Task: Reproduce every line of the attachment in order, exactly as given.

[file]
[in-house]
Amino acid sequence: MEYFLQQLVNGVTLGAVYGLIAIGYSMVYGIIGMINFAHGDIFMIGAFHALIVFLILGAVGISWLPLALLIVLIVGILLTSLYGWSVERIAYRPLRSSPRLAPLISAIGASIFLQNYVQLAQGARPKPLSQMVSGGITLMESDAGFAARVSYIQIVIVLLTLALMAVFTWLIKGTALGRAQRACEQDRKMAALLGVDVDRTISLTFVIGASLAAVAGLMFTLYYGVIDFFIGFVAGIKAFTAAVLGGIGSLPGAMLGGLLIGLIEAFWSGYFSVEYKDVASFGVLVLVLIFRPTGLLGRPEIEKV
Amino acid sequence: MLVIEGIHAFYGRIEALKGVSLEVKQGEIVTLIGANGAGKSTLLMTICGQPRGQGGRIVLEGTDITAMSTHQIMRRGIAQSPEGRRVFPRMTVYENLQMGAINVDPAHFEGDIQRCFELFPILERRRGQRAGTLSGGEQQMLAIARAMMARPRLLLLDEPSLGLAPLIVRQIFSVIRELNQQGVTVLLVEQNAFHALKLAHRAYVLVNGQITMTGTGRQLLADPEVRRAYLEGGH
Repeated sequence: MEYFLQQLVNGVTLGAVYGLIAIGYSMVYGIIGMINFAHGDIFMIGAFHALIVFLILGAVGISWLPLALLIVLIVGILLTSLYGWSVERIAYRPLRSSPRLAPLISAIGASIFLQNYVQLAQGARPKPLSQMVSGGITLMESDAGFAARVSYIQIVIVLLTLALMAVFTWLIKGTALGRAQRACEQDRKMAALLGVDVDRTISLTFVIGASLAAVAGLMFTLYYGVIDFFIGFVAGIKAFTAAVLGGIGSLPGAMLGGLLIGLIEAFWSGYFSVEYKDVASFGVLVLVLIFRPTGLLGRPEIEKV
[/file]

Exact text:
[in-house]
Amino acid sequence: MEYFLQQLVNGVTLGAVYGLIAIGYSMVYGIIGMINFAHGDIFMIGAFHALIVFLILGAVGISWLPLALLIVLIVGILLTSLYGWSVERIAYRPLRSSPRLAPLISAIGASIFLQNYVQLAQGARPKPLSQMVSGGITLMESDAGFAARVSYIQIVIVLLTLALMAVFTWLIKGTALGRAQRACEQDRKMAALLGVDVDRTISLTFVIGASLAAVAGLMFTLYYGVIDFFIGFVAGIKAFTAAVLGGIGSLPGAMLGGLLIGLIEAFWSGYFSVEYKDVASFGVLVLVLIFRPTGLLGRPEIEKV
Amino acid sequence: MLVIEGIHAFYGRIEALKGVSLEVKQGEIVTLIGANGAGKSTLLMTICGQPRGQGGRIVLEGTDITAMSTHQIMRRGIAQSPEGRRVFPRMTVYENLQMGAINVDPAHFEGDIQRCFELFPILERRRGQRAGTLSGGEQQMLAIARAMMARPRLLLLDEPSLGLAPLIVRQIFSVIRELNQQGVTVLLVEQNAFHALKLAHRAYVLVNGQITMTGTGRQLLADPEVRRAYLEGGH
Repeated sequence: MEYFLQQLVNGVTLGAVYGLIAIGYSMVYGIIGMINFAHGDIFMIGAFHALIVFLILGAVGISWLPLALLIVLIVGILLTSLYGWSVERIAYRPLRSSPRLAPLISAIGASIFLQNYVQLAQGARPKPLSQMVSGGITLMESDAGFAARVSYIQIVIVLLTLALMAVFTWLIKGTALGRAQRACEQDRKMAALLGVDVDRTISLTFVIGASLAAVAGLMFTLYYGVIDFFIGFVAGIKAFTAAVLGGIGSLPGAMLGGLLIGLIEAFWSGYFSVEYKDVASFGVLVLVLIFRPTGLLGRPEIEKV